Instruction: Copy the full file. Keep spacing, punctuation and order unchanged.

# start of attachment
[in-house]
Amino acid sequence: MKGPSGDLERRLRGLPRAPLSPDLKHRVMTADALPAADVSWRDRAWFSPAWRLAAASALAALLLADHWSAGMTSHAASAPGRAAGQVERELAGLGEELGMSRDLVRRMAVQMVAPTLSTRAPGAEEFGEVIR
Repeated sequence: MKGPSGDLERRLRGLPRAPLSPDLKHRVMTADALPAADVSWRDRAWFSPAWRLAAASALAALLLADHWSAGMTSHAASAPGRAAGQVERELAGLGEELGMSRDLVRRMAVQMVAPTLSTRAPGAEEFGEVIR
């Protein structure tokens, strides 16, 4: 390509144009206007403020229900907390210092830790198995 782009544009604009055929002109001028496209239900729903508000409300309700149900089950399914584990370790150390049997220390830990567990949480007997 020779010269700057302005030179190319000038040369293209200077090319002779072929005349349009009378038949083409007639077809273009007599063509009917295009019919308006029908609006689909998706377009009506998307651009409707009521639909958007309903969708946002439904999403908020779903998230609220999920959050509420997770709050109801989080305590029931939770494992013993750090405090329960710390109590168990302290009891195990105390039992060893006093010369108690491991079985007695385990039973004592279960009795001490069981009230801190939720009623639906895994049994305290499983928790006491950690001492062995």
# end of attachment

[in-house]
Amino acid sequence: MKGPSGDLERRLRGLPRAPLSPDLKHRVMTADALPAADVSWRDRAWFSPAWRLAAASALAALLLADHWSAGMTSHAASAPGRAAGQVERELAGLGEELGMSRDLVRRMAVQMVAPTLSTRAPGAEEFGEVIR
Repeated sequence: MKGPSGDLERRLRGLPRAPLSPDLKHRVMTADALPAADVSWRDRAWFSPAWRLAAASALAALLLADHWSAGMTSHAASAPGRAAGQVERELAGLGEELGMSRDLVRRMAVQMVAPTLSTRAPGAEEFGEVIR
């Protein structure tokens, strides 16, 4: 390509144009206007403020229900907390210092830790198995 782009544009604009055929002109001028496209239900729903508000409300309700149900089950399914584990370790150390049997220390830990567990949480007997 020779010269700057302005030179190319000038040369293209200077090319002779072929005349349009009378038949083409007639077809273009007599063509009917295009019919308006029908609006689909998706377009009506998307651009409707009521639909958007309903969708946002439904999403908020779903998230609220999920959050509420997770709050109801989080305590029931939770494992013993750090405090329960710390109590168990302290009891195990105390039992060893006093010369108690491991079985007695385990039973004592279960009795001490069981009230801190939720009623639906895994049994305290499983928790006491950690001492062995």